SIB are acts directed towards oneself that can result in tissue damage (Tate & Baroff 1966). Among persons with developmental disabilities, the most frequent forms of SIB are (Rojahn 1994) head banging, biting self, scratching self and hitting self with objects. Treatment of SIB is largely pharmacological (biomedical model), behavioral (learning theory) or a combination of both approaches.
The Behavioral Perspective: Why Problem Behaviors Occur
Problem behaviors may be easier to display due to communication and other skill deficits
Problem behaviors may be reacted to more frequently, with more intensity, or longer duration
Problem behaviors get the person what he/she wants
Common Reactions to Problem Behaviors
Attention (“Stop that!”; “You’re going to hurt yourself!”)
Give individual an item to calm them down
Allow a break from an activity to “calm down”
Avoid disrupting a child’s routine to “prevent” a behavior
These reactions may make the behaviors worse depending on the “function” or purpose of the behavior for the person.
What is Functional Behavioral Assessment (FBA)?
A method by which the functions of a behavior (or variables that maintain that behavior) are determined, OR, in other words …A method that identifies why a person displays a particular behavior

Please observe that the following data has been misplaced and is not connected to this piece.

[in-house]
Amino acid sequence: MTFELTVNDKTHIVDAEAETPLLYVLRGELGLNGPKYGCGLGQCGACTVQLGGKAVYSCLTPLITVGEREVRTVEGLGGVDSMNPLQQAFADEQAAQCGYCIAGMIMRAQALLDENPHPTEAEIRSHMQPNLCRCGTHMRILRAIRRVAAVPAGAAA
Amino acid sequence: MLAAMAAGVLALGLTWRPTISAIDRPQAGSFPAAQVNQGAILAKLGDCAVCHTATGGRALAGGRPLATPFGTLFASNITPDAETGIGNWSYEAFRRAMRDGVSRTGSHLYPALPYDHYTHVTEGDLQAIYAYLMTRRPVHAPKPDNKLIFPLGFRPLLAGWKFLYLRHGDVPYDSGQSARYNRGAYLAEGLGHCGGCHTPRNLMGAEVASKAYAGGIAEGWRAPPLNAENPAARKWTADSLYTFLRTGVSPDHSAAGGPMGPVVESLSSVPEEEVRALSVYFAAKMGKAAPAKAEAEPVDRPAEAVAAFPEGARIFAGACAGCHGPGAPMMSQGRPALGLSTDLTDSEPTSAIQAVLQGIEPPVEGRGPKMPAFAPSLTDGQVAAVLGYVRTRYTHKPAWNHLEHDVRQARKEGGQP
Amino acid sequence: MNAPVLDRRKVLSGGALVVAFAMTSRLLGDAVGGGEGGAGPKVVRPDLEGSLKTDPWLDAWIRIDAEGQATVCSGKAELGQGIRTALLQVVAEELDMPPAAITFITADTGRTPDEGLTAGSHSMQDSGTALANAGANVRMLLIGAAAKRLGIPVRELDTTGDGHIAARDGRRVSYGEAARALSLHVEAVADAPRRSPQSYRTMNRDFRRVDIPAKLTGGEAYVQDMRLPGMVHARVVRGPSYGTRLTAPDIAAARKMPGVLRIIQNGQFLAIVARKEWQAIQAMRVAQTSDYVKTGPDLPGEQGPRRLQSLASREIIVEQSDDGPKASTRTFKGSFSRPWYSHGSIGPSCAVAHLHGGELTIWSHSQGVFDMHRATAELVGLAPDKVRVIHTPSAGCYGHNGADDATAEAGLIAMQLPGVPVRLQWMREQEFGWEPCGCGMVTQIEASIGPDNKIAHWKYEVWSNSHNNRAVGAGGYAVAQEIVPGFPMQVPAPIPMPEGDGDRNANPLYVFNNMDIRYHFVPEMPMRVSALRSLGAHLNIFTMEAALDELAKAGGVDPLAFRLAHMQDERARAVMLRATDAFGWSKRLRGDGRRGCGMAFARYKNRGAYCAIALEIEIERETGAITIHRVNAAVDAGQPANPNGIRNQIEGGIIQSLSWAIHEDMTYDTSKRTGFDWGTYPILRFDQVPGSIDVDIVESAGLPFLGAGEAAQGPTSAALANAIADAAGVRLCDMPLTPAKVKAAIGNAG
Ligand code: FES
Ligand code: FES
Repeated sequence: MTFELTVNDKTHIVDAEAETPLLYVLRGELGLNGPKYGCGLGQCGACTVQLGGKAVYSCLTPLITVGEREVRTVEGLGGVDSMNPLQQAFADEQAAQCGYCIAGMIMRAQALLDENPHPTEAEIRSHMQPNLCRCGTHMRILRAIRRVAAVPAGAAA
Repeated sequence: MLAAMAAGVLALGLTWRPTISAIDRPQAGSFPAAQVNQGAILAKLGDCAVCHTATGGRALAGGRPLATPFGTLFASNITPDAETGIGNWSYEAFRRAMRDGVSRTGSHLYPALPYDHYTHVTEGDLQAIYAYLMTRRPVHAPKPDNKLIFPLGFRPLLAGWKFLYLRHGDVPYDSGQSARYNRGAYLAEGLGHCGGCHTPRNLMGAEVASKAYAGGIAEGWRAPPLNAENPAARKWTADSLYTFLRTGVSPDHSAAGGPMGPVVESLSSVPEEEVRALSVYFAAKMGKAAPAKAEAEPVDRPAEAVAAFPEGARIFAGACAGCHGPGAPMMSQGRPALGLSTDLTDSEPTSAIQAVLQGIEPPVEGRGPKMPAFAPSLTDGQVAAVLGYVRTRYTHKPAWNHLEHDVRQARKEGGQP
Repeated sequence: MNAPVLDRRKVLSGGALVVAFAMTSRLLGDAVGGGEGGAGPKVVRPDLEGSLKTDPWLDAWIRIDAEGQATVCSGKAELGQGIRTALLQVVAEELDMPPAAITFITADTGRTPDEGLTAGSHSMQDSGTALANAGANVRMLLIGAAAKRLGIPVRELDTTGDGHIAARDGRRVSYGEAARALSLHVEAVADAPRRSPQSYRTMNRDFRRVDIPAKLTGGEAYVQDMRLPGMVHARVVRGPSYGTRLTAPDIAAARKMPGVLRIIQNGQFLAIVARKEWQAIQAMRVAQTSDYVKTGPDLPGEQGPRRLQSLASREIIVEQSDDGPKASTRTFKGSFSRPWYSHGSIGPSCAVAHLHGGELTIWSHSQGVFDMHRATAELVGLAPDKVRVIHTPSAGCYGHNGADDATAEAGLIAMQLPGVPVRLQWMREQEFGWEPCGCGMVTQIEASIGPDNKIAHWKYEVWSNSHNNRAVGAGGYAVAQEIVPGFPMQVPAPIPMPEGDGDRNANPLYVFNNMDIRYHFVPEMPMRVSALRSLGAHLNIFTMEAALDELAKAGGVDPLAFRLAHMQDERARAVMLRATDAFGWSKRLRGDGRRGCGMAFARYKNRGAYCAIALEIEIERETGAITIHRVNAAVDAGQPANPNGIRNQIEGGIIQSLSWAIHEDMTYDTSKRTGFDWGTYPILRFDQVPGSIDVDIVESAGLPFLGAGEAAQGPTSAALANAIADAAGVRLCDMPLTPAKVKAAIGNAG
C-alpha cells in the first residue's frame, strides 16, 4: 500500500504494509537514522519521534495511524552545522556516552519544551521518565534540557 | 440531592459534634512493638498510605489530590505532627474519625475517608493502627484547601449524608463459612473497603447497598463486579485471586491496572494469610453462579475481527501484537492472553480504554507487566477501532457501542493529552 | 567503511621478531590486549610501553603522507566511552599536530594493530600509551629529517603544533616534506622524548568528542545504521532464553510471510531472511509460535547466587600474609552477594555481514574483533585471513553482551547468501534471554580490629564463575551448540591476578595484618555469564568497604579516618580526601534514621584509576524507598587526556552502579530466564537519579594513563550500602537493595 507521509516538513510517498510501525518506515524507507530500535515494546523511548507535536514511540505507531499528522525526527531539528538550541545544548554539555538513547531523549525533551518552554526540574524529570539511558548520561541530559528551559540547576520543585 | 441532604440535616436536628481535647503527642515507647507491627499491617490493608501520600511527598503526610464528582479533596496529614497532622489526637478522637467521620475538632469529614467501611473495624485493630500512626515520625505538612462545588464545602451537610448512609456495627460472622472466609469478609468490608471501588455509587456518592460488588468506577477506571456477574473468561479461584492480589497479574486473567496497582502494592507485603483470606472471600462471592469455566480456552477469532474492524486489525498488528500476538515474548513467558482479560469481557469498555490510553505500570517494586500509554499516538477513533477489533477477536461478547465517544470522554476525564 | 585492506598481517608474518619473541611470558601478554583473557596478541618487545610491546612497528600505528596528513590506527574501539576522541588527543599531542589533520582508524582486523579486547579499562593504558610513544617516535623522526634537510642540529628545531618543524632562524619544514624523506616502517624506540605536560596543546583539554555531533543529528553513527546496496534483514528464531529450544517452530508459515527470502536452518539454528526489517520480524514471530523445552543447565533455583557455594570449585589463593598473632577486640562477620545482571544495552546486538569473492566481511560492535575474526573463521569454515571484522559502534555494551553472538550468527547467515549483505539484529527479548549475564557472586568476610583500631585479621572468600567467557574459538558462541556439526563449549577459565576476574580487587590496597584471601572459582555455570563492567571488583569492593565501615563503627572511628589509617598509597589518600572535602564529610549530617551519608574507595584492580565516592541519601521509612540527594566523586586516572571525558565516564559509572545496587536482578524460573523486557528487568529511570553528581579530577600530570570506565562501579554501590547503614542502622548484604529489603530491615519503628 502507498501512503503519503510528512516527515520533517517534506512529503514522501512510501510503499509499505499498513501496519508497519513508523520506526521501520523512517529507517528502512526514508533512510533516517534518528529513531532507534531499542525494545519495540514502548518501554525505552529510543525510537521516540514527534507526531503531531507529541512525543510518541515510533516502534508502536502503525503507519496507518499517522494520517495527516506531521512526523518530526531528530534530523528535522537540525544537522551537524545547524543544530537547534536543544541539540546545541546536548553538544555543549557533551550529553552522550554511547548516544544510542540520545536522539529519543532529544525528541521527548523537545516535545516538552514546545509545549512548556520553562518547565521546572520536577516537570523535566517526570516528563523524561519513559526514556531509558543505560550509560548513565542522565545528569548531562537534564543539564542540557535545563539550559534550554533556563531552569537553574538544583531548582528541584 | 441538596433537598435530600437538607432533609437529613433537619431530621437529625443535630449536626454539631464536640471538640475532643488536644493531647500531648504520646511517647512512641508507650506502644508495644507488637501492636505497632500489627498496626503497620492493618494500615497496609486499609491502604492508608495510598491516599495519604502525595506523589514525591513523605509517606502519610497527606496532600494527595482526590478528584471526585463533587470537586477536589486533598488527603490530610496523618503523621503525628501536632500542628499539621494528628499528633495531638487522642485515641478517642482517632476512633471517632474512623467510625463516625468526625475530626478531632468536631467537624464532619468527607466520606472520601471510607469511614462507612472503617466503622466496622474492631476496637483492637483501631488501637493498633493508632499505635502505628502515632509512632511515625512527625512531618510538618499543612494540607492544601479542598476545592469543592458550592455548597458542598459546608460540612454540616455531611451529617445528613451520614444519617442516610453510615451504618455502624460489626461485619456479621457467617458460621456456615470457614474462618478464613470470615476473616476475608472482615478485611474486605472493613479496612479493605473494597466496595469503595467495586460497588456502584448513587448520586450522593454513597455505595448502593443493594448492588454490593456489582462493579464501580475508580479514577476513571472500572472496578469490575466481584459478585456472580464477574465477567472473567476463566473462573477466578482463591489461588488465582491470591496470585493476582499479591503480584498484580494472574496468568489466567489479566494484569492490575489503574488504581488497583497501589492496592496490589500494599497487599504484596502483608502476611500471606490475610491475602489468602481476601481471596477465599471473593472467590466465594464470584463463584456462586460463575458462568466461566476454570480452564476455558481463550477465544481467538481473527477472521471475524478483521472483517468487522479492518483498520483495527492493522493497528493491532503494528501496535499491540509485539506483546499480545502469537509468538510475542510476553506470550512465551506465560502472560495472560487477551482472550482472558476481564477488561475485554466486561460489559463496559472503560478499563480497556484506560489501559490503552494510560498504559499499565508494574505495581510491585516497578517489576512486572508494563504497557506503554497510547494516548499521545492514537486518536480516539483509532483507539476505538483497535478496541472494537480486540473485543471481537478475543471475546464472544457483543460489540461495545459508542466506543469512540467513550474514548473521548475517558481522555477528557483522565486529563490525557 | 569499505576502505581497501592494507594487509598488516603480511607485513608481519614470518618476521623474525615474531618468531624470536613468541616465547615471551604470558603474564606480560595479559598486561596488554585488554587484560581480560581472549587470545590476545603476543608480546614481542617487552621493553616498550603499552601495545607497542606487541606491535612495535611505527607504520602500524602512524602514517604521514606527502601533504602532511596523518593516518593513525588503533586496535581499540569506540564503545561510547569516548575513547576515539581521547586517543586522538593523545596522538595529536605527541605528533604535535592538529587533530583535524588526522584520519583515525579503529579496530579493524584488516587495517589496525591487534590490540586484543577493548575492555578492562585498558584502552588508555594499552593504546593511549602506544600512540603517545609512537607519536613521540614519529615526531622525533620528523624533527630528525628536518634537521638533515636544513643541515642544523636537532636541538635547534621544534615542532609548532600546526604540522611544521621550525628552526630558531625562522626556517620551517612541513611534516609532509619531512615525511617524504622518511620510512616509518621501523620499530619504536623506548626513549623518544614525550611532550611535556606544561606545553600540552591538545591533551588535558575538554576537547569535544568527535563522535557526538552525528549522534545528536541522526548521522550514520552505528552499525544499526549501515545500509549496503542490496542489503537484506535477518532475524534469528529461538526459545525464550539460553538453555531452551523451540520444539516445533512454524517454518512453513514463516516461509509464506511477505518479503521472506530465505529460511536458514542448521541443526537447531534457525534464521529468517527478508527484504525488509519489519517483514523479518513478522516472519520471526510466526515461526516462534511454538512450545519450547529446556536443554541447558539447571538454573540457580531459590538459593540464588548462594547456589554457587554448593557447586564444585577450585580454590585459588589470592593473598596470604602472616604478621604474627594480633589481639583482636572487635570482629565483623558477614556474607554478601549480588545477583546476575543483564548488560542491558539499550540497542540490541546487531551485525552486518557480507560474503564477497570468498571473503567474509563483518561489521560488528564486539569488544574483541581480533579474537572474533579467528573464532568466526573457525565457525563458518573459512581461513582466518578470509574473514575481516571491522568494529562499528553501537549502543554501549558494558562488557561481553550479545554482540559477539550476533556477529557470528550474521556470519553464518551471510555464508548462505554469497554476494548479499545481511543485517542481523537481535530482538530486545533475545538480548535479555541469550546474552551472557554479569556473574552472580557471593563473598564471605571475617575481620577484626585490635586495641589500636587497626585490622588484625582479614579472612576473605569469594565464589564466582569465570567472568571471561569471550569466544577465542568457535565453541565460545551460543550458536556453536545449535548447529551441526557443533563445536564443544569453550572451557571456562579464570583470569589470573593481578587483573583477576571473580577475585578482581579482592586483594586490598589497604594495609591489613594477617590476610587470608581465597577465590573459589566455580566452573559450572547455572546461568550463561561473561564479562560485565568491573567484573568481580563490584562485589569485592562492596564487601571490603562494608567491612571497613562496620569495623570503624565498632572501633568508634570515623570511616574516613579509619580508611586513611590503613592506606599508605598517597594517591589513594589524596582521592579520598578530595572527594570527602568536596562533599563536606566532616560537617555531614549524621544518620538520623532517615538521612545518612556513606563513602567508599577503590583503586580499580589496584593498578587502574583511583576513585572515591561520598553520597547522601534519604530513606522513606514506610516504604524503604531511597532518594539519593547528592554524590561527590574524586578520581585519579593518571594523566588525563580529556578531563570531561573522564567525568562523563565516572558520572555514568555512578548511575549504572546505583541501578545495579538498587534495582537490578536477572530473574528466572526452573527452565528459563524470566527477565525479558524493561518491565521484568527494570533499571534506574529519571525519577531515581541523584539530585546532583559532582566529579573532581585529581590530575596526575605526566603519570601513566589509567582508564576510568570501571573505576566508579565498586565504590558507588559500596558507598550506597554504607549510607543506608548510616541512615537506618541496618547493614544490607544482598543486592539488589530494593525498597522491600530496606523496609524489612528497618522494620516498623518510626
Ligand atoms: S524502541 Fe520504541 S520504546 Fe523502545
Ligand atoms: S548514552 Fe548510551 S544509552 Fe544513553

The following information is obtained from the FBA (ABCs):
Antecedent-Trigger: What happened immediately before?
Consequence: What was the reaction to the behavior?
Setting Events: Environmental, physical, or interpersonal factors that make it more likely that an antecedent will result in a problem behavior
Behaviors are a form of communication and serve a “function” or purpose for the person. The following are examples of why a person may engage in SIB:
Social-Positive Reinforcement - To gain access to attention, tangible items, or food;
Social-Negative Reinforcement - To escape/avoid task demands, social interaction, or stimulation;
Automatic Reinforcement - For sensory stimulation or pain attenuation
Why Do We Need to Know the “Function”?
Helpful to develop more effective treatments
Prevent counterproductive interventions
IF person has SIB to gain access to preferred items or attention:
GOOD INTERVENTIONS Noncontingent reinforcement Removal of attention from SIB Teaching functionally equivalent behaviors Differential reinforcement Time-out Tolerance for delay
BAD INTERVENTIONS Verbal reprimands
IF person has SIB to get out of working or a social situation:
GOOD INTERVENTIONS Noncontingent reinforcement Not allowing escape following SIB Task modification Demand fading Teaching replacement behaviors (e.g., ask for break or help) Differential reinforcement
BAD INTERVENTIONS Verbal reprimands Allowing person out of a demand following SIB Time-out
IF person has SIB for sensory stimulation or pain attenuation:
GOOD INTERVENTIONS Noncontingent reinforcement - competing items - enriched environments Removal of sensory stimulation provided by SIB (e.g., protective equipment) Response blocking Differential reinforcement